At that time in my life I was still of the mindset that you earned money, then you bought what you needed or wanted from someone else. We are trained to be consumers from an early age. Save your money…so you can buy something. Every couple of days I would go to that nursery to take more cuttings, since propagation is a piecework kind of deal, you need fresh stock to work with. So after the winter cold, and before bud break I would do cuttings by the thousands. And drool over those greenhouses. They had built four, but only ever could work up to filling three by the time the conifers would break dormancy. I always wondered why they didn’t grow food in the empty one. They were fair weather vegetable gardeners, planting with good intentions and but then giving up when the weeds overtook the little vegetables in June. Food wasn’t really on their radar so much, it is much easier to have a job, and pay for food at the store, and garden as a side hobby.
As far as fair weather gardeners go, I was sort of one too. I grew the typical garden of the time, mostly for preserving warm weather crops by canning and freezing with a few stored root crops. And I grew tons of flowers, which kind of went with where my mind was horticulturally at the time. I was more interested in making bouquets along with propagating and grafting anything that wasn’t tied down, than I was growing a huge share of my food.
Somewhere along the line, food started to become more important to me, and then we were exposed to Susan Moser and her salad business. Needless to say I thought that salad business would be the perfect
excuse reason for a greenhouse. At first we were hung up on the greenhouse space being expensive real estate and wouldn’t dare think to plant pedestrian everyday vegetables in the greenhouse. But as with all things, change happens. Salad mix became readily available in stores, farmers markets and CSA farms popped up everywhere, and the price went down. And soon in our minds the greenhouse started looking like a place to save money instead of “make” money.
Now we realize the importance of growing our food here, whether it be plain old Irish potatoes typically planted by Saint Patrick’s Day somewhere else. That calendar has never fit in our cool climate, until we built the greenhouse. Outside my gardens are a little frightful – wet and cool, barely any warm weather weeds daring to stick out their necks. Inside though, I’m a month to six weeks ahead. Calendula and lambsquarters started appearing about a week after we re-installed the greenhouse plastic, just one hundred feet away though in either garden I see neither of those plants. When I see those first weeds germinating I know I can start direct seeding some small amounts of some early crops in the greenhouse.
Yesterday we officially started the garden, although it’s in the greenhouse, it’s a start on fresh food for the new season. Now having come full circle I believe any food you can grow at home is a savings on all counts. It can’t get any fresher than that, and I have to say if you are affected at all by the cloudy days, even a cloudy day in the greenhouse beats the cubicle any day.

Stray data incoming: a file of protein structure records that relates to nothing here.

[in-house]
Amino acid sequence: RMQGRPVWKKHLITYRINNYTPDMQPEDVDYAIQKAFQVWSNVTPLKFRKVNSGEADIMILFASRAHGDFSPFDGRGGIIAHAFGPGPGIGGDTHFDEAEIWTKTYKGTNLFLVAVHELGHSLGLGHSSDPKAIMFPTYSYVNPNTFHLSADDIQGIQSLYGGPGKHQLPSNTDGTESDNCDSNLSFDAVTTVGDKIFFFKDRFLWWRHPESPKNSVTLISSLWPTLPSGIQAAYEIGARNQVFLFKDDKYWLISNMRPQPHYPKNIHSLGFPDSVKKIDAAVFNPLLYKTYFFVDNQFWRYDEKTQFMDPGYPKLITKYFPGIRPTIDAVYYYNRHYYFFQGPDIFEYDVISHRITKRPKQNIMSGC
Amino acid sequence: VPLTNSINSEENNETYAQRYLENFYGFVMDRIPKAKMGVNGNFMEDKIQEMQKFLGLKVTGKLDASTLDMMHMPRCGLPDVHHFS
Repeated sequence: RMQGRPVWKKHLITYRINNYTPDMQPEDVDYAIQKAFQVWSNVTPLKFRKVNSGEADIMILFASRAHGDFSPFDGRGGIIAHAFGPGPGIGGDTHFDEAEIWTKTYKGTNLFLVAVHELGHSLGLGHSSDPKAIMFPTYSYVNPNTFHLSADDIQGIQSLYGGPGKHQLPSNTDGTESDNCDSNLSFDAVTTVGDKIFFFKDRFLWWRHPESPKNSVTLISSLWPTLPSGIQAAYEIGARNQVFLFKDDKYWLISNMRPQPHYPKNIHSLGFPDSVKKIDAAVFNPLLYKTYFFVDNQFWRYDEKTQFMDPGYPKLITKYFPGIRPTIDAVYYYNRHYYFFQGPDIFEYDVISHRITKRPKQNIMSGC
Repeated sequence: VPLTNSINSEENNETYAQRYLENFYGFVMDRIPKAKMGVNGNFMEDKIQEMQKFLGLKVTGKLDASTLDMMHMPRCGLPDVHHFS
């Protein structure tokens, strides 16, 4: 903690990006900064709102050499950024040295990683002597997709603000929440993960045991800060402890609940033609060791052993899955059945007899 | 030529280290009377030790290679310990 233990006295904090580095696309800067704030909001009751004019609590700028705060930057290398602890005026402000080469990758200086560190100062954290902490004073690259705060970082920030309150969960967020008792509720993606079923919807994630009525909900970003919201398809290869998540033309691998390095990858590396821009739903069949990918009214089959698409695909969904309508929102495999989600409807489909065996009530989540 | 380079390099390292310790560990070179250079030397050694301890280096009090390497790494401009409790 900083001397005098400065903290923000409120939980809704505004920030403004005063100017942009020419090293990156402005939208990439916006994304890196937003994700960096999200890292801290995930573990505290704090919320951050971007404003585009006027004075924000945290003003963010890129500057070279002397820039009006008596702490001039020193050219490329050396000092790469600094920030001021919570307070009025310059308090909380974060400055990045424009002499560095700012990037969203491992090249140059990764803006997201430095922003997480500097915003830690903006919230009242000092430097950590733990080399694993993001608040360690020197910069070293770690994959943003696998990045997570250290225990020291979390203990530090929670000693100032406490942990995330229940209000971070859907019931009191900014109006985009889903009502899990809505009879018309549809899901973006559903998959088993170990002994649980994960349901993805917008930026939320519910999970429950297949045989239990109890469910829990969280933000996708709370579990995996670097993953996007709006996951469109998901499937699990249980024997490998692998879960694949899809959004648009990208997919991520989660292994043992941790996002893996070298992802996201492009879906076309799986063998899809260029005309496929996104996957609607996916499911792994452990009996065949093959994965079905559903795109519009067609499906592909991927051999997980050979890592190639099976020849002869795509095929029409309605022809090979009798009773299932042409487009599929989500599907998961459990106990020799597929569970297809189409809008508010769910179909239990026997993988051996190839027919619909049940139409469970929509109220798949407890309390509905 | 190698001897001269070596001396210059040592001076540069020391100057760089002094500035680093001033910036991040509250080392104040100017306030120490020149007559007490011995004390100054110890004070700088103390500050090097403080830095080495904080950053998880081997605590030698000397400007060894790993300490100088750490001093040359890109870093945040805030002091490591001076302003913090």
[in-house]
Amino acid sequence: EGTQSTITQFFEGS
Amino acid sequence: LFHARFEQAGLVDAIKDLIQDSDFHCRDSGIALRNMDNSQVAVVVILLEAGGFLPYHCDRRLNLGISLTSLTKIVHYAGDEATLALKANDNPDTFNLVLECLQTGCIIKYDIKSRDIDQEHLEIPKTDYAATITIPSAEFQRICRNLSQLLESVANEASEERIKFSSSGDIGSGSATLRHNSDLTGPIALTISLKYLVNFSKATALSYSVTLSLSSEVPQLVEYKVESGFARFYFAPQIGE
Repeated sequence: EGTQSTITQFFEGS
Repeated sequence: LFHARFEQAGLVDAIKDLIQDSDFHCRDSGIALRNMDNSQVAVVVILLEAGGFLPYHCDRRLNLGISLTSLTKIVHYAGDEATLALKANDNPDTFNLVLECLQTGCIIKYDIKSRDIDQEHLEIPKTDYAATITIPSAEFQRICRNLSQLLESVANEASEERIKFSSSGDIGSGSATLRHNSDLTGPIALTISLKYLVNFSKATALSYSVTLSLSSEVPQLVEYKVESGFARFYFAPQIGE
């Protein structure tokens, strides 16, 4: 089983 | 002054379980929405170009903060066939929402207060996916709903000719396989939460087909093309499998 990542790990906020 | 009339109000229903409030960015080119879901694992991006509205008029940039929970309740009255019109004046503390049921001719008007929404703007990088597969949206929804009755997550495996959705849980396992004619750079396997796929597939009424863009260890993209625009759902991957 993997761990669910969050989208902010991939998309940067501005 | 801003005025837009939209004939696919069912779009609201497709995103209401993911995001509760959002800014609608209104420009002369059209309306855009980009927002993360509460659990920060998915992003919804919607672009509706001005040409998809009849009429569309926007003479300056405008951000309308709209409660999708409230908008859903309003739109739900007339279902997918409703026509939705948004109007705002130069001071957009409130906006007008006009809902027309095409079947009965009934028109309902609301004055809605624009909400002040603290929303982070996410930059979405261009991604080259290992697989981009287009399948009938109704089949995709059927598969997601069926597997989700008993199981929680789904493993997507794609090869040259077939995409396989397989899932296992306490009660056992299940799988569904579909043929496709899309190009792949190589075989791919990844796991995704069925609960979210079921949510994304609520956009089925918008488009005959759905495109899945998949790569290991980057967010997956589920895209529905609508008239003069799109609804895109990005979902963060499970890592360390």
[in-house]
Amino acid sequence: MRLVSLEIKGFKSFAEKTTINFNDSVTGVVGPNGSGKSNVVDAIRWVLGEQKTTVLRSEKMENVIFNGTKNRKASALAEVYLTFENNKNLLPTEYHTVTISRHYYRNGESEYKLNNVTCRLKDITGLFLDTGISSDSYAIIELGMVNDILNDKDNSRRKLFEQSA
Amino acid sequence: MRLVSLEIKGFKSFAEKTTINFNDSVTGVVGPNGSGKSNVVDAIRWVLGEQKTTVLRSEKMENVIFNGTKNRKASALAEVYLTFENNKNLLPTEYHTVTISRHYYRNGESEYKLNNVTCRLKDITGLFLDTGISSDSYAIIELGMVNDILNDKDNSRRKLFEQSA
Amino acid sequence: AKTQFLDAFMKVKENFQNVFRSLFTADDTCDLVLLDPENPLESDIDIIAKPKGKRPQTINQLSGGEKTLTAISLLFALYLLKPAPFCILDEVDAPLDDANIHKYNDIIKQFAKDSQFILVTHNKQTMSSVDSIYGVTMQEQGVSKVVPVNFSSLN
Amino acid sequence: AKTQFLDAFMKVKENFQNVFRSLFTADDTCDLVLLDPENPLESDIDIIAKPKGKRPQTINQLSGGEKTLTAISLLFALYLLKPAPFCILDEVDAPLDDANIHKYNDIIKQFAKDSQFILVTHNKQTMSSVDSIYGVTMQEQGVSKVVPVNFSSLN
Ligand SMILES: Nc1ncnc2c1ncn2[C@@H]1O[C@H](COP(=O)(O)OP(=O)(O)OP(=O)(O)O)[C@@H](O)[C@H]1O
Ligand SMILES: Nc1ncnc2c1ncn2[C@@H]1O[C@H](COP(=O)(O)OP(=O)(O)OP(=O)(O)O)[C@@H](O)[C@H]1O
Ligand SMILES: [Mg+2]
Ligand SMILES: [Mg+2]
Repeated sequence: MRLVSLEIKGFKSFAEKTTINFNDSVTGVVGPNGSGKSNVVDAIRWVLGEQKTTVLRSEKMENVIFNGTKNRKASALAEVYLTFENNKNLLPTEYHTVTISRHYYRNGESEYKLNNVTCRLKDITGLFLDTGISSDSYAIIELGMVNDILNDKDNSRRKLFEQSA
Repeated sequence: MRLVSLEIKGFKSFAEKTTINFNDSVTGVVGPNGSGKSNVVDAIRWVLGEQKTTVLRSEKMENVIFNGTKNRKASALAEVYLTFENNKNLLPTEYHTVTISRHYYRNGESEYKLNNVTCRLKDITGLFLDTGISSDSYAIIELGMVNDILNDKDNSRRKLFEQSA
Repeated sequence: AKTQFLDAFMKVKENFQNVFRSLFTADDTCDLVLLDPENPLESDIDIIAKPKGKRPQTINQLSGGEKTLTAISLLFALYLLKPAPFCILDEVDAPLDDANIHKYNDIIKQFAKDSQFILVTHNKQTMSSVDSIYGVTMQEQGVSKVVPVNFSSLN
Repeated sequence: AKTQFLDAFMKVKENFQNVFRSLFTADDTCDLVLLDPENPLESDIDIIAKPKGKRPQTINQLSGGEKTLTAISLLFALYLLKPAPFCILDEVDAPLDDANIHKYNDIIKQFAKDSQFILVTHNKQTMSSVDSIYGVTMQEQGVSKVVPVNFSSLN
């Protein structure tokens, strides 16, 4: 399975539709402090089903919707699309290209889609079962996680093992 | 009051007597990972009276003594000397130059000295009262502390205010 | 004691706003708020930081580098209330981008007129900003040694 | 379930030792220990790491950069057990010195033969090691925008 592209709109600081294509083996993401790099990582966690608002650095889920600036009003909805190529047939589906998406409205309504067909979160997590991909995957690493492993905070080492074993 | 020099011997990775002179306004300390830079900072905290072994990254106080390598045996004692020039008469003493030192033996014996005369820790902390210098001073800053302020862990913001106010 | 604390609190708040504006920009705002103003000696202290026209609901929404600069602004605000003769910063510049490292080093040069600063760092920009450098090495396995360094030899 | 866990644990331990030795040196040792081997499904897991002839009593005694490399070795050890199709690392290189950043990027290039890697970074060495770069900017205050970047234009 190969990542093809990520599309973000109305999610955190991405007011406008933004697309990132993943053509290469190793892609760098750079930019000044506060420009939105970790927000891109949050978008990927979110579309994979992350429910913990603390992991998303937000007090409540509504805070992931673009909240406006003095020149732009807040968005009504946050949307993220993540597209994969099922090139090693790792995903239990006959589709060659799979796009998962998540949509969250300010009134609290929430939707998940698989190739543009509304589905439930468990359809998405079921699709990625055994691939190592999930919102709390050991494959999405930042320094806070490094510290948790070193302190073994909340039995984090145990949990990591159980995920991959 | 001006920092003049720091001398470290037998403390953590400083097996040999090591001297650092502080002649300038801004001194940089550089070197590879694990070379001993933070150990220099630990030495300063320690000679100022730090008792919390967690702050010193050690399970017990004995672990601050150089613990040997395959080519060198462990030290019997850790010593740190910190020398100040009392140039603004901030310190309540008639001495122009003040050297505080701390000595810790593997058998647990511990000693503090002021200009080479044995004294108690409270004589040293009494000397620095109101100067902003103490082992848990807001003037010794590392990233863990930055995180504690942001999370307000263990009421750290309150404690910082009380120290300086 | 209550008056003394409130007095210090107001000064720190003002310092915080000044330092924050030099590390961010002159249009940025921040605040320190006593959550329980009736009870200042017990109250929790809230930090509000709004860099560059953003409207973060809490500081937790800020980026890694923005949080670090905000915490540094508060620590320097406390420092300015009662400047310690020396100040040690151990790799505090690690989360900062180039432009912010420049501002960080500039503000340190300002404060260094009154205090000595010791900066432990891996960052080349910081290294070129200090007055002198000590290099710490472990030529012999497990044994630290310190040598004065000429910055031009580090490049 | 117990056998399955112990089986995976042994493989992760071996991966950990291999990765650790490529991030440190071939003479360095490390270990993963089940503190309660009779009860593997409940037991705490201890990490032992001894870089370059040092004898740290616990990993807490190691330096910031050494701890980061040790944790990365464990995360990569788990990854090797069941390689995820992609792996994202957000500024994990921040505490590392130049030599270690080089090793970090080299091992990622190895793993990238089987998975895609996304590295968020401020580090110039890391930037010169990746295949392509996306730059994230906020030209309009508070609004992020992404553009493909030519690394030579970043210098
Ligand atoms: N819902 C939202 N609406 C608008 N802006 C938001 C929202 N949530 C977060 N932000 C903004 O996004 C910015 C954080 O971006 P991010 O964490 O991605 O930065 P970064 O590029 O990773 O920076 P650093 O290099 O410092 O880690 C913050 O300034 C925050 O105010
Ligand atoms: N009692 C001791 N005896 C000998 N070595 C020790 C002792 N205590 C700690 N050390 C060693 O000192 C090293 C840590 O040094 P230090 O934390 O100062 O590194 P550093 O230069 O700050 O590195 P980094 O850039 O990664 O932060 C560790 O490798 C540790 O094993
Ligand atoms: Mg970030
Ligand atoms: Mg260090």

Planted so far:
Dark Red Norland potatoes.
Spring Treat snap peas.
Maxibel filet beans.
Kolibri F1 kohlrabi.
Merlin F1 beets.
Napoli F1 carrots.
Next week our new strawberries should arrive and hopefully some of our starts will be ready for transplanting. I love my greenhouse.
Outside it’s still winter and chilly around the edges despite the bright sun.
It took sixteen days to dry out the greenhouse, but the wait is over.
And the dogs. Although they will be banished now unsupervised. The big dogs know the drill, but Grady is a loose cannon yet.
After some bed shaping and weeding we’ll probably start direct seeding some crops tomorrow. I’m rotating greenhouse crops this year, so this one will serve as the first spring garden with a quick round of beets, carrots, potatoes, haricot verts, kale, cabbage, kohlrabi, salad fixin’s, strawberries, and maybe a summer squash or two, plus cover crop for the winter crop area.
This is the part where I urge anyone with a strong desire to get off the food grid, to build a greenhouse. Season extension is the name of the game with food. We are living off our stores of winter squash, potatoes, and still pulling roots from the garden and gagging on kale…yes, it does get tiring. But starting a garden here in my location in the first part of March, unheard of without some kind of gardeners intervention. Since the first of March we have received 8.2 inches of rain, our outside gardens are a sodden mess. Inside the greenhouse, it is spring, and time to plant. Bliss.